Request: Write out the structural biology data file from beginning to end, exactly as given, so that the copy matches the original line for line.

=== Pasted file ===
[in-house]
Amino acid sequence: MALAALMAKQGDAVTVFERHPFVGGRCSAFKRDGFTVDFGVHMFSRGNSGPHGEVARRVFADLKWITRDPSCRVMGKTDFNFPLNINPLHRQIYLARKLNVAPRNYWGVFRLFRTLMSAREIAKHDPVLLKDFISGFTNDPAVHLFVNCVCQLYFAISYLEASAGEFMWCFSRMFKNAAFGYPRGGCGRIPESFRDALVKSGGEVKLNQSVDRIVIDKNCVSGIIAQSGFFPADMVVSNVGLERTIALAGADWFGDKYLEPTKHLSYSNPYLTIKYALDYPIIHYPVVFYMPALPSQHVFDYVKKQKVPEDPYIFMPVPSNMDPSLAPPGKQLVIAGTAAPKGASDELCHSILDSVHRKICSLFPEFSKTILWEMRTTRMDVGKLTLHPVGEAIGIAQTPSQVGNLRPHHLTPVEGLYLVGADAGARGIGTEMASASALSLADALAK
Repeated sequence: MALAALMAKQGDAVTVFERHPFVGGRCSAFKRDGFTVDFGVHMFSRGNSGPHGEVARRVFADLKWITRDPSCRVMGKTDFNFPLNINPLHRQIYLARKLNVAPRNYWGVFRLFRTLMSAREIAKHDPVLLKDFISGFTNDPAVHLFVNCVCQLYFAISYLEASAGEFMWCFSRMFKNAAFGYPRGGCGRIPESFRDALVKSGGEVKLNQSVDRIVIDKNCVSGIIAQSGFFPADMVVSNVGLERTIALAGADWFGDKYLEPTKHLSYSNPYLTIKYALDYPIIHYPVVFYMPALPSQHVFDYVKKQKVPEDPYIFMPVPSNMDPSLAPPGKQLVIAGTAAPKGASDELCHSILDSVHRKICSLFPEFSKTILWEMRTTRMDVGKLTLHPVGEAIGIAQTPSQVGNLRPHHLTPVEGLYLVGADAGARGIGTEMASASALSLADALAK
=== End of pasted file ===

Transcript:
[in-house]
Amino acid sequence: MALAALMAKQGDAVTVFERHPFVGGRCSAFKRDGFTVDFGVHMFSRGNSGPHGEVARRVFADLKWITRDPSCRVMGKTDFNFPLNINPLHRQIYLARKLNVAPRNYWGVFRLFRTLMSAREIAKHDPVLLKDFISGFTNDPAVHLFVNCVCQLYFAISYLEASAGEFMWCFSRMFKNAAFGYPRGGCGRIPESFRDALVKSGGEVKLNQSVDRIVIDKNCVSGIIAQSGFFPADMVVSNVGLERTIALAGADWFGDKYLEPTKHLSYSNPYLTIKYALDYPIIHYPVVFYMPALPSQHVFDYVKKQKVPEDPYIFMPVPSNMDPSLAPPGKQLVIAGTAAPKGASDELCHSILDSVHRKICSLFPEFSKTILWEMRTTRMDVGKLTLHPVGEAIGIAQTPSQVGNLRPHHLTPVEGLYLVGADAGARGIGTEMASASALSLADALAK
Repeated sequence: MALAALMAKQGDAVTVFERHPFVGGRCSAFKRDGFTVDFGVHMFSRGNSGPHGEVARRVFADLKWITRDPSCRVMGKTDFNFPLNINPLHRQIYLARKLNVAPRNYWGVFRLFRTLMSAREIAKHDPVLLKDFISGFTNDPAVHLFVNCVCQLYFAISYLEASAGEFMWCFSRMFKNAAFGYPRGGCGRIPESFRDALVKSGGEVKLNQSVDRIVIDKNCVSGIIAQSGFFPADMVVSNVGLERTIALAGADWFGDKYLEPTKHLSYSNPYLTIKYALDYPIIHYPVVFYMPALPSQHVFDYVKKQKVPEDPYIFMPVPSNMDPSLAPPGKQLVIAGTAAPKGASDELCHSILDSVHRKICSLFPEFSKTILWEMRTTRMDVGKLTLHPVGEAIGIAQTPSQVGNLRPHHLTPVEGLYLVGADAGARGIGTEMASASALSLADALAK